Thus, among the most effective examples of activism art pieces are ones that make its audience feel something profound and encourage them to take action. If their work sparks action, then the artist achieved what Martinez described as the goal of an activism artist.
However, Galloway explained that another challenge to the effectiveness of activism art involves the artist’s sensitivity to the points of view and realities of those who might consume it.
“Art that only speaks to those who already agree with its message is limited,” Galloway said. “You need to find a way of connecting with and accessing those who oppose your point of view.”
So, Galloway said artists must not only be incredibly informed and compassionate, but also willing to shift their points of view to address misinterpretation or the potential exploitation of vulnerable populations.
“You need to be aware of your place in the conversation,” Galloway said. “For instance, if you are creating artwork on racial justice, your racial identity and experience will matter in the artwork you are making. An acknowledgment and sensitivity to this identity is important.”
Fostering such awareness can be difficult, but Galloway explained it is necessary to an activism artist. Whether it is necessary for all artists is more or less up in the air.
While many might believe that it is an artist’s duty to create activism art, Martinez and Galloway said it is up to the artist whether they want to use their talents for activism.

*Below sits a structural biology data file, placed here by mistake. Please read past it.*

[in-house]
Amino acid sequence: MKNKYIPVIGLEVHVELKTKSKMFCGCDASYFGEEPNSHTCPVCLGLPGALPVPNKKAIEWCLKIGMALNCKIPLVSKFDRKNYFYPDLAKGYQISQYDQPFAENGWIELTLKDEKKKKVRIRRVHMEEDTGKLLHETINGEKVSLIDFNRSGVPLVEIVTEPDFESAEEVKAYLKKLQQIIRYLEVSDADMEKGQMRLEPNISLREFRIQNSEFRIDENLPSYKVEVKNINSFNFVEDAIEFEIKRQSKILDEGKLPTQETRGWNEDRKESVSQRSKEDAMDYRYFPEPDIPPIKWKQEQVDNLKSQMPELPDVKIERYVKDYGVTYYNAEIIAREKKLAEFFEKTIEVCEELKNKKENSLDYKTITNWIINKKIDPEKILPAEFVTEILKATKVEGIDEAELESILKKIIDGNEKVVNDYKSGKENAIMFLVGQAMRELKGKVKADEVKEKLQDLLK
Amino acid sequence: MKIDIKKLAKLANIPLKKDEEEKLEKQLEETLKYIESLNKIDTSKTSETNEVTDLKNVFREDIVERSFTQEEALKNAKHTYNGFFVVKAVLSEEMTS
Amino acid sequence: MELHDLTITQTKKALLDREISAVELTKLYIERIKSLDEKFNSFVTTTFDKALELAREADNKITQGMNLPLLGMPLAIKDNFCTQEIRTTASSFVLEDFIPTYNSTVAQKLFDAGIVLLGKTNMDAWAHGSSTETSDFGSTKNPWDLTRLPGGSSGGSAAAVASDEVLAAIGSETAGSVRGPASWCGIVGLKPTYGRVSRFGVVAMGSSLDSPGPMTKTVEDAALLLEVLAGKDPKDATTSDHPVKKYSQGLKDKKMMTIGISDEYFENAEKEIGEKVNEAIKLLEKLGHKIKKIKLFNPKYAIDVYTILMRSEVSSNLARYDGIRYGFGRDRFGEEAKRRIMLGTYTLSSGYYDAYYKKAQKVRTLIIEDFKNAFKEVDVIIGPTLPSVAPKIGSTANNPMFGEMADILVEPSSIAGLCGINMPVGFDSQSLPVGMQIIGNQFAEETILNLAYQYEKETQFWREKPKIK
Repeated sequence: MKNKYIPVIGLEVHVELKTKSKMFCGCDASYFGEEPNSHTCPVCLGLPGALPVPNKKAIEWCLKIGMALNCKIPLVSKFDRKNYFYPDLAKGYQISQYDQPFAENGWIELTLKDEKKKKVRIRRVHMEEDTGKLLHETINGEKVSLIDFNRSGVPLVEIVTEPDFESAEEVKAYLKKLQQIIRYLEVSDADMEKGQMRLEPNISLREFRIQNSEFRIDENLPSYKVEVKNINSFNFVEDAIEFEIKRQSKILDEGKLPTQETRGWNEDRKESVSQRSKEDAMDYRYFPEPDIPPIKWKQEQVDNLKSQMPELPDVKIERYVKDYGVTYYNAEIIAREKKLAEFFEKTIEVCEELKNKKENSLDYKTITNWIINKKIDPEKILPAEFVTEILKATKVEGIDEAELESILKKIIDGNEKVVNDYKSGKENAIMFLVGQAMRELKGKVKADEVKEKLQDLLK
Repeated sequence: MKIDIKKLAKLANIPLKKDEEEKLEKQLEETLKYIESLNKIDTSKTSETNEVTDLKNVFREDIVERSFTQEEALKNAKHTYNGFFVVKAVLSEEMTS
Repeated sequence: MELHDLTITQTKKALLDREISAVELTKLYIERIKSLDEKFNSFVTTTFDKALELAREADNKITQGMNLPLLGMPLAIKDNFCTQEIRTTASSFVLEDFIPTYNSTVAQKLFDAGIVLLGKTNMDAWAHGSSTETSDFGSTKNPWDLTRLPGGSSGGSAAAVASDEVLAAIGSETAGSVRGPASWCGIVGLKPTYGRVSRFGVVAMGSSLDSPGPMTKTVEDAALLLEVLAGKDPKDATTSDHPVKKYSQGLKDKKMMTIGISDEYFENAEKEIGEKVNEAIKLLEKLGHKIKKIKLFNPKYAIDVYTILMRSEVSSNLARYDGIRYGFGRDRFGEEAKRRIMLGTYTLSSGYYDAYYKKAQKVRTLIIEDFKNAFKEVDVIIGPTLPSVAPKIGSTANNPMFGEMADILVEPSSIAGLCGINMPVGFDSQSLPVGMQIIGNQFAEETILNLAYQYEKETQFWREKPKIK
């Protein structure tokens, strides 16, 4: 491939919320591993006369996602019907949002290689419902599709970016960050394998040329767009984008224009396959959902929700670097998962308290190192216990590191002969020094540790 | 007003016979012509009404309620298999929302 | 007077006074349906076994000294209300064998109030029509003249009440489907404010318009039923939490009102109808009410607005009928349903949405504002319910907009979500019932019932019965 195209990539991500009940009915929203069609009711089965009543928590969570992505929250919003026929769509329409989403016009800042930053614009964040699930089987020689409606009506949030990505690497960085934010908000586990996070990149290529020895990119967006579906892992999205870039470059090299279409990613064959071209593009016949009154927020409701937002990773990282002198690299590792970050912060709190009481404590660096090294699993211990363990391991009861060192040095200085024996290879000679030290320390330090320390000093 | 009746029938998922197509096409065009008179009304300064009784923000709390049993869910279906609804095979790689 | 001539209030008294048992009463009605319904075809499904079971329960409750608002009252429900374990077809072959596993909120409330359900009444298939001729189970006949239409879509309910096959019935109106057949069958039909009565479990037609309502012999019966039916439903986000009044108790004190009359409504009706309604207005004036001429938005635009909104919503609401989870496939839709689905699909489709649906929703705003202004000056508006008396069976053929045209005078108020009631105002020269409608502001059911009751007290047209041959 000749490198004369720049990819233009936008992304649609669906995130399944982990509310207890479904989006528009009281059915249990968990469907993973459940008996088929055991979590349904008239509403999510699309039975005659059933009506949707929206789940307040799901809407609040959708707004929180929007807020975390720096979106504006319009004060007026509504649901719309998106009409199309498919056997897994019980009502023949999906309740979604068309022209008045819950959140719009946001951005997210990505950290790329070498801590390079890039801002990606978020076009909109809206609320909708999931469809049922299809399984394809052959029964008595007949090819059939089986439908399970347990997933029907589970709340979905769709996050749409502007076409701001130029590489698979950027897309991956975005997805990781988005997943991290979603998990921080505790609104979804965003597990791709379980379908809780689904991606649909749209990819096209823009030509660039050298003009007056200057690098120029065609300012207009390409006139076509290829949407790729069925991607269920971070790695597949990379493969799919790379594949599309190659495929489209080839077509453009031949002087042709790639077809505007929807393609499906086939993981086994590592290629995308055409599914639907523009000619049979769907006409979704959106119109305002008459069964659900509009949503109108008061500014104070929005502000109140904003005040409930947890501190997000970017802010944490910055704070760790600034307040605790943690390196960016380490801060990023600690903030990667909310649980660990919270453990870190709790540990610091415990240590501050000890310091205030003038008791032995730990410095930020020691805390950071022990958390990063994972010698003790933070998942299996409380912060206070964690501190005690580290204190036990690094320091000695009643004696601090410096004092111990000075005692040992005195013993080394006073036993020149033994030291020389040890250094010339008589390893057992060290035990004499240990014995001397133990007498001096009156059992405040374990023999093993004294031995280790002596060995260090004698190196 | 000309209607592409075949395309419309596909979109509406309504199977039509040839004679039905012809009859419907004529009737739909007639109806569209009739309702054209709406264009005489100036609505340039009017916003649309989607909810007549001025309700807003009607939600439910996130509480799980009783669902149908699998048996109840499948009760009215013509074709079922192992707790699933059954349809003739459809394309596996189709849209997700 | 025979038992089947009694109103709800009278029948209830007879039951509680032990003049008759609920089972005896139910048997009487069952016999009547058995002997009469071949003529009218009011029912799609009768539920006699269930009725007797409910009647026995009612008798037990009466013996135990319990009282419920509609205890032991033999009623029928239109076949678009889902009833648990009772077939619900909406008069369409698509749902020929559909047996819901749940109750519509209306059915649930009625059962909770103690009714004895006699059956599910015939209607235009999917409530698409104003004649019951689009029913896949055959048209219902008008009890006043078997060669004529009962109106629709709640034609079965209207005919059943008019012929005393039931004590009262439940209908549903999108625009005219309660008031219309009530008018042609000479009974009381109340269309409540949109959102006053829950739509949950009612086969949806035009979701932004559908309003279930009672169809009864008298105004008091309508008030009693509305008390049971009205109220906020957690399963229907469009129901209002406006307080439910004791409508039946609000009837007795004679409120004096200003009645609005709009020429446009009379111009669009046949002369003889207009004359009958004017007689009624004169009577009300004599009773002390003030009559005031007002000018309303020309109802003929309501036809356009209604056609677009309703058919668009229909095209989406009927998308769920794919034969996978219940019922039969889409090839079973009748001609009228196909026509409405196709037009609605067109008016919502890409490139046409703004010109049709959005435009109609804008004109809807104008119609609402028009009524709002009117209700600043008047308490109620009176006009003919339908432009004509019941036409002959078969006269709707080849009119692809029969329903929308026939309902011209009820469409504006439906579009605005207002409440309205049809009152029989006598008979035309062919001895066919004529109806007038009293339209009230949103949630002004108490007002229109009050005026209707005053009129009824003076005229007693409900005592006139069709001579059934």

“Artists can use their platform to do anything or nothing, it’s their choice,” Martinez said.
Galloway said he thinks what an artist does with their skill and platform depends on their personal convictions and intentions. He explained that one of his professors said that every person must find the intersection of their talents and the needs of the world.
“Art is an amazing way to speak up and you could argue that if your skills lie with art-making, you have a social or moral obligation to use those skills to better the world,” Galloway said. “Of course, art is not the only way to make a difference.”
Additionally, Galloway explained that it is also more than acceptable for an artist to use art in whatever way they want, whether that be personal therapy, as an educational tool, as meditation or for activism.
For artists who intend to use their skill and platform for activism, there are resources available through The Center for Artistic Activism. According to the organization’s website, it aims to transform the practices of art and activism by using the best of each in order to bring about social change. Now, the organization is helping activism artists by funding political and COVID-19 related projects. Resources for artists can be found here.
As the world faces social, political and environmental tensions throughout 2020, activism will exist in many shapes, sizes and mediums. Professionals insist art has the power to move audiences to make a difference.